Unfortunately, underappreciation of our allies’ loyalty isn’t the only problem; I wish Americans also had a better sense of what those allies are up against, in practical terms. The sheer number of people and shipped items that travel daily through Tokyo, Hong Kong, Bangkok, Shanghai and Singapore is mind-blowing. The populations of most East Asian countries are huge, too. There was talk a few months ago that al Qaeda was setting up a cell here, probably for money laundering, and the Algerian-French man in question wasn’t caught despite being wanted by Interpol. This is in Japan, a country with Westernized infrastructure, in which non-natives are very visible and the law enforcement systems highly developed. Most other Asian countries are far less organized, and those with home-grown terrorists cannot rely on better border patrols to help screen them out. I can understand why Iraq tends to absorb people’s attention, since our own men and women are over there, but the world is a big place. Asia is probably the best place on Earth if you want to move yourself and your stuff undetected, and the evidence is that Islamist terrorists know it. Thanks to our friends here for doing what they can.

    North Korean blast not nuclear, regime tells lying foreigners

    Posted by Sean at 22:57, September 12th, 2004

    Okay, you know that mushroom cloud they saw over North Korea across the border from China on Friday? Well, we certainly heard about it here in Japan (flyover country for the DPRK’s test missiles). There didn’t seem to be much to say about it, since, unlike the explosion a few months ago, when casualties were reported almost immediately, there have been none from this weekend. It seems to be as certain as it can be that the explosion this weekend wasn’t nuclear. The DPRK says it was for a hydroelectric project. North Korea is very mountainous and has plenty of hydroelectric potential–in fact, it’s significantly more resource-rich in many ways than the South–so that’s not a far-fetched explanation. Neither is South Korea’s conjecture that the explosion might have been an accident in an underground munitions facility. In any case, the Chinese have reported no influx of the injured into their hospitals across the river, so it’s possible that it was a controlled blast with no injuries, or (more darkly) that the operation was so secret that the DPRK is not allowing the injured to be treated where they might be noticed. You never know, especially since the North Korean government would account for its actions the same way no matter which was true:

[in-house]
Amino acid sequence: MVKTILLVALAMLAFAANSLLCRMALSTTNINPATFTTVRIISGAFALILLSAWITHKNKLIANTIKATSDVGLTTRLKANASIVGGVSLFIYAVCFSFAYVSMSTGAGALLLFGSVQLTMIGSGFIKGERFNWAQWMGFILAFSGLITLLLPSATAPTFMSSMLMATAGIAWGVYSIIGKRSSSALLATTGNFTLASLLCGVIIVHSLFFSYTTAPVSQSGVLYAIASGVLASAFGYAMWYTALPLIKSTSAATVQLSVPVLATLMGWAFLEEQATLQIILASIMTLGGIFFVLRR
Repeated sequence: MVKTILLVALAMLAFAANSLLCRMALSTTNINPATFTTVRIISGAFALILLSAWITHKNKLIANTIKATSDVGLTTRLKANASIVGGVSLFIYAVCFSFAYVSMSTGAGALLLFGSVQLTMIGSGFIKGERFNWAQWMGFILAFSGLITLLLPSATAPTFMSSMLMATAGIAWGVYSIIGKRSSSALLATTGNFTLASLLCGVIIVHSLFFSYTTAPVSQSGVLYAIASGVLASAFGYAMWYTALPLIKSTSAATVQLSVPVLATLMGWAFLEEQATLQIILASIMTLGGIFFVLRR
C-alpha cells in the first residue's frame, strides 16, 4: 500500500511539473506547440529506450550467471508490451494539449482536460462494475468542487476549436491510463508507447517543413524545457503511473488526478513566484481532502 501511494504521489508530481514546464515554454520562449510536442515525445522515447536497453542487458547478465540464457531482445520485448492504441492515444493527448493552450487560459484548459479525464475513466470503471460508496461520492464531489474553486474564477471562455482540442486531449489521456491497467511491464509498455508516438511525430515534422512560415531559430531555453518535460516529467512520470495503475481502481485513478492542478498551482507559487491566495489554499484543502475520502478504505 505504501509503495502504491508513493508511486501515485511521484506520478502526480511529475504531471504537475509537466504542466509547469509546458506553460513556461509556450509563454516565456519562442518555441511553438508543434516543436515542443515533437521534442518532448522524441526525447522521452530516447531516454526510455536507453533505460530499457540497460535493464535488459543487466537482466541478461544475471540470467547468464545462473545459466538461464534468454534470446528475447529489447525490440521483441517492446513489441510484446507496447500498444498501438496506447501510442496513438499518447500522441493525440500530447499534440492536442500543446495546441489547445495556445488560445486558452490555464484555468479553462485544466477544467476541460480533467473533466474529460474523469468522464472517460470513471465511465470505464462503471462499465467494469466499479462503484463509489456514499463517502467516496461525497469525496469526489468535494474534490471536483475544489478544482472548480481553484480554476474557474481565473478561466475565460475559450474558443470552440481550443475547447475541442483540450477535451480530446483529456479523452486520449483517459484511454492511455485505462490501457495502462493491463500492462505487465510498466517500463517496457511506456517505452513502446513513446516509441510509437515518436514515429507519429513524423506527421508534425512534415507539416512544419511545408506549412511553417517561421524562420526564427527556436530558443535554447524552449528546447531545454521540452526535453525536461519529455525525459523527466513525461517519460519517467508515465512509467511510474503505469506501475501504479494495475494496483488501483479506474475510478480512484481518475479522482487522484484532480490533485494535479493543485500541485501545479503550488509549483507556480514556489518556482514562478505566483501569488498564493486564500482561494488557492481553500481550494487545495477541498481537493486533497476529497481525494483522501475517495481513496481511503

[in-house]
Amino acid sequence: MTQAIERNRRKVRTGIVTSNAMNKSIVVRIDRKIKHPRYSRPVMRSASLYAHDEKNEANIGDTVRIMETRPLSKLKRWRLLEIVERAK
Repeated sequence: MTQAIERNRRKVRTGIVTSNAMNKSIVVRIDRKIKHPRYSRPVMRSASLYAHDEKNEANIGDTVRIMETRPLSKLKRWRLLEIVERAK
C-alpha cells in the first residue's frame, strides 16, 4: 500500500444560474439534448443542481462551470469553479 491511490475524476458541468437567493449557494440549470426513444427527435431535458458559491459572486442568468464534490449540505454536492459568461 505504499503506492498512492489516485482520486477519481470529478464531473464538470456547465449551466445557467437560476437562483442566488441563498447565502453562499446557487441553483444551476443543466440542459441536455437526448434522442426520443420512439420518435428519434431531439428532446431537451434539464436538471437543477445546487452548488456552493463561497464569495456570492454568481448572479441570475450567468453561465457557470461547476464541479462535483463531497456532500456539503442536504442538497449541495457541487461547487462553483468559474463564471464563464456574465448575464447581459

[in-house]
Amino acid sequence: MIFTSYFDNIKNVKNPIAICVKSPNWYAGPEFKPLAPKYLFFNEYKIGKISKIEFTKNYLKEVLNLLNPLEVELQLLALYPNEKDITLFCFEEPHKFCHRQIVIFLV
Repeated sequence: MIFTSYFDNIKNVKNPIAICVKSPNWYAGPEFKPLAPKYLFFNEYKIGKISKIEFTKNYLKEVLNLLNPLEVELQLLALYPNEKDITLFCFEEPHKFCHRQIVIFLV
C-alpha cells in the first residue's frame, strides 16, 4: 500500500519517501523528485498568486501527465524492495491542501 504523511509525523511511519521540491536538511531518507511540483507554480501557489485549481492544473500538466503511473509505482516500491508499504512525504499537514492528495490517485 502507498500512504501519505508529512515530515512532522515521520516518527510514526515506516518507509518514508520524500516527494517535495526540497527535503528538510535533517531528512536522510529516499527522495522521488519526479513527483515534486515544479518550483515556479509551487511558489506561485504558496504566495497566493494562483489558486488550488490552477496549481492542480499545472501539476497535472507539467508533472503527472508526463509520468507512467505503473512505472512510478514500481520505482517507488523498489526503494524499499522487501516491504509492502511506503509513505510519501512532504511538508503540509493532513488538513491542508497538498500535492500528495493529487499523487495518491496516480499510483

The BBC said that when [DPRK Foreign Ministry official] Paek was asked why North Korea had not explained earlier about the blasts he told Rammell Pyongyang had not done so because all foreign journalists were liars.

    And if a double-decker bus / Crashes into us

    Posted by Sean at 22:07, September 12th, 2004

    Glenn Reynolds has decided to take a break from posting about contentious things like the election and tackle gay marriage. It’s an uncharacteristically long post, and I agreed with most of it. I especially liked this passage:

    Now, of course, any question beginning “what is John Kerry’s position. . .” is a tough one. But — correct me if I’m wrong here — the only real difference between Kerry and Bush is that Bush has offered vague support to the certain-to-fail Federal Marriage Amendment. But it’s, er, certain to fail. Now that’s a difference, I guess. But it’s not a huge one, and to me it doesn’t seem to be a big enough difference to justify the vitriol. (Kerry’s been, maybe, more supportive on civil unions, but I wouldn’t take that to the bank.)

    I support gay marriage, of course, though I’d be lying if I said it was as important to me as it is to, say, Andrew Sullivan. But if you look at the polls, it’s opposed about 2-1 by voters. What that means is that you’re not likely to see much difference between the parties until somebody thinks they can pick up enough votes to make a difference.